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Tuesday, August 5, 2008

Lollapalooza Day 3: Alice Cooper makeup and drunken lullabies

Day 3 of Lollapalooza 2008. Photos and videos taken by Deena and Scott. Reviews by both of us except where noted.

12:30 Kid Sister (Scott)
The most interesting thing about Kanye protégé Kid Sister is that she named her just-released debut album Koko B. Ware, after the parrot-wielding 1980s WWF wrestler. She capably brought the hip hop, though she came off like a lesser M.I.A.

12:30 White Lies (Deena)

I decided to check out White Lies and weasel my way up to a prime spot for The Weakerthans, who were scheduled to play at 1:15. These four attractive British gents delivered a bit of a rushed show (they had been scheduled to play at a different stage), with not much audience banter, but their Depeche Mode-esque songs were well-delivered with excellent vocals from singer/guitarist Harry McVeigh. By the time they finished I was planted firmly against the fence in the front row, only to discover that the next band introduced was Office, due to a poorly-publicized cancellation by The Weakerthans. I left a bit disgruntled, through no fault of White Lies.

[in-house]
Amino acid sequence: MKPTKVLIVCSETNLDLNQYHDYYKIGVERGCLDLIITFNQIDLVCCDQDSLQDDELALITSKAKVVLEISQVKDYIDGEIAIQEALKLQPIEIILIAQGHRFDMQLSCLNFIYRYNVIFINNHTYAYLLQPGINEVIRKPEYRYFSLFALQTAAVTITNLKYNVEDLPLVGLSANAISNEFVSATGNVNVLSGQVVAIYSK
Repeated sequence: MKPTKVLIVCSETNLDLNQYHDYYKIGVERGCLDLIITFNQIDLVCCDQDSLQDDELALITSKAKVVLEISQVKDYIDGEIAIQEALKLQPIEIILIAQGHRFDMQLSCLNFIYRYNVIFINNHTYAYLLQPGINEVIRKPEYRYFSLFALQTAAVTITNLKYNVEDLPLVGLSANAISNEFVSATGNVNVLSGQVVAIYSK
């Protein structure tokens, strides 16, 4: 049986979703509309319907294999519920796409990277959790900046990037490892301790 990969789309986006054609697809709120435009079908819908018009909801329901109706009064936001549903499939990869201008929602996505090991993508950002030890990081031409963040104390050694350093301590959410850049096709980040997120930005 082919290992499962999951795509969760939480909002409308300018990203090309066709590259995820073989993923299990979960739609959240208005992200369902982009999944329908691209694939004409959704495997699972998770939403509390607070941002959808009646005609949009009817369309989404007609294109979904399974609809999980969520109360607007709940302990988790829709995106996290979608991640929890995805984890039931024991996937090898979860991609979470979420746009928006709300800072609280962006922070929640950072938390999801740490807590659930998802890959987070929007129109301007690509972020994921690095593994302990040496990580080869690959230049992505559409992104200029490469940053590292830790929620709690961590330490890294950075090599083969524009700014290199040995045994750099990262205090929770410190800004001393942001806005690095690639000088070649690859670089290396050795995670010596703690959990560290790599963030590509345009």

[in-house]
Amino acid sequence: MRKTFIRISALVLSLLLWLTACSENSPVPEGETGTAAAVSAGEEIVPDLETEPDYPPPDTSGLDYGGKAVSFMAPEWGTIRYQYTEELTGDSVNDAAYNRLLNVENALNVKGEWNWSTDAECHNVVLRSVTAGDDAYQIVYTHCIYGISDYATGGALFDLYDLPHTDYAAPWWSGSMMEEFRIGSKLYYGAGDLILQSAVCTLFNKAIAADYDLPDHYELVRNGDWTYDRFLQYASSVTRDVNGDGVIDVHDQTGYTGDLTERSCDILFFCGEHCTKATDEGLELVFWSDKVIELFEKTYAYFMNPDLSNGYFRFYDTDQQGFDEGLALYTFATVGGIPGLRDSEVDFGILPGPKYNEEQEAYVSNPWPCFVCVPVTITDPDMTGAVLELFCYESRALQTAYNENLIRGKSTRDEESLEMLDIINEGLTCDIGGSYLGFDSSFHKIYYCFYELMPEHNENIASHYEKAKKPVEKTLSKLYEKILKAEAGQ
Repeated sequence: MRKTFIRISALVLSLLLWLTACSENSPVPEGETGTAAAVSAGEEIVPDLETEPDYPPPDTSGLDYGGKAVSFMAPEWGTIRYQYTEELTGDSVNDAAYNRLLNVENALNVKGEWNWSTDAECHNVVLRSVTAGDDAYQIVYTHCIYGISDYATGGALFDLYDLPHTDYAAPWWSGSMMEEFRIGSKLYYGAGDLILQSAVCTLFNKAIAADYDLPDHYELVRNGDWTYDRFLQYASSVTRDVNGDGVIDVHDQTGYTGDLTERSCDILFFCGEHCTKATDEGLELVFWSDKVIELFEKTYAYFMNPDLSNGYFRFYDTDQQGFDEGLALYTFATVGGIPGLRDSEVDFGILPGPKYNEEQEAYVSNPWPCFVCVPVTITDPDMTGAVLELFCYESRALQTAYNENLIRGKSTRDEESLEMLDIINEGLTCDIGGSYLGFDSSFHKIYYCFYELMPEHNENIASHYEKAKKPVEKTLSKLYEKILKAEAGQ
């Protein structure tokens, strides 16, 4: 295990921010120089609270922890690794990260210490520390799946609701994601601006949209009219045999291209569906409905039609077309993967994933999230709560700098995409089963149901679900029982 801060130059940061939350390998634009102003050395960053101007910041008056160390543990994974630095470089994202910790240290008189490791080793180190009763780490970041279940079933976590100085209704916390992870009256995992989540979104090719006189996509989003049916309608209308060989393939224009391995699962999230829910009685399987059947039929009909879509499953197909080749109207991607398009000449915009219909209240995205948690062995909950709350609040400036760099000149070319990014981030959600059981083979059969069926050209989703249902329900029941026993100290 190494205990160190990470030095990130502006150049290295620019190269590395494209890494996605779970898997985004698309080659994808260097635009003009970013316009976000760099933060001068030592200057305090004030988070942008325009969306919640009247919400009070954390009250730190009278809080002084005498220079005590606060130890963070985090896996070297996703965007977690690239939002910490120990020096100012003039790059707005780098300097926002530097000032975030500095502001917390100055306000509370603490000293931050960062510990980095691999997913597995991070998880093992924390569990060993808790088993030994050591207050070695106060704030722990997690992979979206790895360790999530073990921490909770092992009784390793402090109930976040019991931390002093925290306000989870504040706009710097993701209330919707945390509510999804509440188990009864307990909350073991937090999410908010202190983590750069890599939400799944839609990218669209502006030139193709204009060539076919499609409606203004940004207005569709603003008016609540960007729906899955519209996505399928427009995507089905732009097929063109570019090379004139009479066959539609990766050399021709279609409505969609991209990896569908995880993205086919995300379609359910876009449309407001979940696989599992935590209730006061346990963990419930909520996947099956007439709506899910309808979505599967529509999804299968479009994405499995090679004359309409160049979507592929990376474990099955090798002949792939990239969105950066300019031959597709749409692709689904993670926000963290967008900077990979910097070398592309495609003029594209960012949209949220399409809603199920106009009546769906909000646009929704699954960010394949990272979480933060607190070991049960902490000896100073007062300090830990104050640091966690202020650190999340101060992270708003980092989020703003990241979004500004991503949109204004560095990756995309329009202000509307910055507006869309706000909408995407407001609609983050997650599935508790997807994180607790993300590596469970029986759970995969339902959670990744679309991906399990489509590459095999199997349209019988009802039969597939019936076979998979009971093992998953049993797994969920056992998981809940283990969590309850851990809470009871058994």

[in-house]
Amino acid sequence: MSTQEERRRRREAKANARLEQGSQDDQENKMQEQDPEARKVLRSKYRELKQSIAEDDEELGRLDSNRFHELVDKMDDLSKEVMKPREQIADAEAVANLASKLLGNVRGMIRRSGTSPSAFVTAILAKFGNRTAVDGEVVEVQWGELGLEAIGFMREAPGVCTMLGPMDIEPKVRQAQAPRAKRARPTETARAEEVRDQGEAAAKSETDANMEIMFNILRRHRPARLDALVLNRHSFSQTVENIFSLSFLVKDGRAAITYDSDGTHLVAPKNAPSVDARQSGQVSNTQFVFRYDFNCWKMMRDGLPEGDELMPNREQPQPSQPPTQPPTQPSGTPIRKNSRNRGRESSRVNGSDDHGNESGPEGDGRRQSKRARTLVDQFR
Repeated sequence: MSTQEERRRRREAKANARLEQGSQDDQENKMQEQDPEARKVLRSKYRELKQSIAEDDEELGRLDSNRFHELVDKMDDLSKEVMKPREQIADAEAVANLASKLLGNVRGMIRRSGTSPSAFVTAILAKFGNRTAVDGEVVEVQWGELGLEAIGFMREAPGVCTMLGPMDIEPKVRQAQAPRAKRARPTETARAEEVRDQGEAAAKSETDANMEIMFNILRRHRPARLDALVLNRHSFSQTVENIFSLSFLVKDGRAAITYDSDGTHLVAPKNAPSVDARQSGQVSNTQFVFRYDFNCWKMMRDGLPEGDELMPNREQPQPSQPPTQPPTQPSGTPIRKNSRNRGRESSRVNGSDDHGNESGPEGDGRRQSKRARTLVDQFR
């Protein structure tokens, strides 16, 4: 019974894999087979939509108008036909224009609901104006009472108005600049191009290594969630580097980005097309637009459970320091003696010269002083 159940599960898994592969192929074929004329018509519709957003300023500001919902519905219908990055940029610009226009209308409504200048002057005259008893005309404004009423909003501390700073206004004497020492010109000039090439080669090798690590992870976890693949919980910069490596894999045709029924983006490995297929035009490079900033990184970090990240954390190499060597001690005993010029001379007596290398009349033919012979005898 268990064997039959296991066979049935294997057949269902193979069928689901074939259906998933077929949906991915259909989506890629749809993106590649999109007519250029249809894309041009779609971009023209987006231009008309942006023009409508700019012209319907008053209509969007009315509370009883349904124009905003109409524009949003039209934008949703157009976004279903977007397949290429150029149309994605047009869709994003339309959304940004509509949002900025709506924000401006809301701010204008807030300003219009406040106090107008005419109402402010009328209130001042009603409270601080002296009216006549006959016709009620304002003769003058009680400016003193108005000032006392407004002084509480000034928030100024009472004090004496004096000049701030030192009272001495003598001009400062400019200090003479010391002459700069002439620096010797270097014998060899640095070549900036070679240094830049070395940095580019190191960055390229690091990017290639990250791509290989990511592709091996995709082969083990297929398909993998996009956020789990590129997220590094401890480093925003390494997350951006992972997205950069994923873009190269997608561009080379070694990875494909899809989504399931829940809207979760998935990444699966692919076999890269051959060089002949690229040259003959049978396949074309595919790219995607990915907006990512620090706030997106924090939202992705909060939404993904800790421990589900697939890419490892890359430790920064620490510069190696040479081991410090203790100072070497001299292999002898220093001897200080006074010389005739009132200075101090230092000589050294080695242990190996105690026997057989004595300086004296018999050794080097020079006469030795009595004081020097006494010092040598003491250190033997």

1:00 What Made Milwaukee Famous (Scott)

This band gets the “Chin Up Chin Up award” for being the act that I remember least at Lolla. WMMF had a cool keyboard line here, a nifty drum roll there, but nothing that set them apart from countless other indie rock acts.

1:30 The Whigs (Scott)
The Whigs have a heavier sound than you’d expect from a band signed to Dave Matthews’ ATO label. Their powerful guitar riffs and catchy melodies packed a real punch. They were one of our best discoveries of the festival.

2:15 Nicole Atkins & the Sea

We interviewed Nicole last year, and though she hasn’t taken off yet, if she keeps performing like this, it’s only a matter of time. She played all the best from Neptune City, including the ones where she gets to let loose, like “The Way It Is.” Her strong voice was matched by her delightful personality, like when she feared that her makeup was running in the overwhelming heat - “Do I look like Alice Cooper yet? That was kinda my goal.”

Video clip: Nicole Atkins – “Maybe Tonight”

3:15 Chromeo

“We’ve been friends since we were kids... and he doesn’t have a shirt on,” said Chromeo’s Dave 1 of his bandmate P-Thug. These Canadians are the coolest dorks on the planet, as evidenced by the combination of pre-recorded electronic elements and live guitars and keys, with late ‘80s-style dance music and sleazy love songs that had fans at the MySpace stage dancing their asses off.